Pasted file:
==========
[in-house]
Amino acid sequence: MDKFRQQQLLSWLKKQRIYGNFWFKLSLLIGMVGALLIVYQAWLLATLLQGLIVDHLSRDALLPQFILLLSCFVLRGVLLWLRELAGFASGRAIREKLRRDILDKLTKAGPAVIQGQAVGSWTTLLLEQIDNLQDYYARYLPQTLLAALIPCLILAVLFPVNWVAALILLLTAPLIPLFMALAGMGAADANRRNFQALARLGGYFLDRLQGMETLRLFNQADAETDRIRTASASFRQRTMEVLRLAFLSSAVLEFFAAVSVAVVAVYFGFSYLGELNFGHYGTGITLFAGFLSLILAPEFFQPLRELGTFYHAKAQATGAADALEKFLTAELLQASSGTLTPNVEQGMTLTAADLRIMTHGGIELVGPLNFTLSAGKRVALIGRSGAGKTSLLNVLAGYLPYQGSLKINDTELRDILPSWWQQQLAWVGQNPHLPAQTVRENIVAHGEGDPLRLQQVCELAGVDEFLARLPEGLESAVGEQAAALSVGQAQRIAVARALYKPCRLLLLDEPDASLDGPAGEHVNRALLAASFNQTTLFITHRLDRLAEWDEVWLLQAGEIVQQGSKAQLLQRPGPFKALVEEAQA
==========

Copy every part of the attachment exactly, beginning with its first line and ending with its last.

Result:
[in-house]
Amino acid sequence: MDKFRQQQLLSWLKKQRIYGNFWFKLSLLIGMVGALLIVYQAWLLATLLQGLIVDHLSRDALLPQFILLLSCFVLRGVLLWLRELAGFASGRAIREKLRRDILDKLTKAGPAVIQGQAVGSWTTLLLEQIDNLQDYYARYLPQTLLAALIPCLILAVLFPVNWVAALILLLTAPLIPLFMALAGMGAADANRRNFQALARLGGYFLDRLQGMETLRLFNQADAETDRIRTASASFRQRTMEVLRLAFLSSAVLEFFAAVSVAVVAVYFGFSYLGELNFGHYGTGITLFAGFLSLILAPEFFQPLRELGTFYHAKAQATGAADALEKFLTAELLQASSGTLTPNVEQGMTLTAADLRIMTHGGIELVGPLNFTLSAGKRVALIGRSGAGKTSLLNVLAGYLPYQGSLKINDTELRDILPSWWQQQLAWVGQNPHLPAQTVRENIVAHGEGDPLRLQQVCELAGVDEFLARLPEGLESAVGEQAAALSVGQAQRIAVARALYKPCRLLLLDEPDASLDGPAGEHVNRALLAASFNQTTLFITHRLDRLAEWDEVWLLQAGEIVQQGSKAQLLQRPGPFKALVEEAQA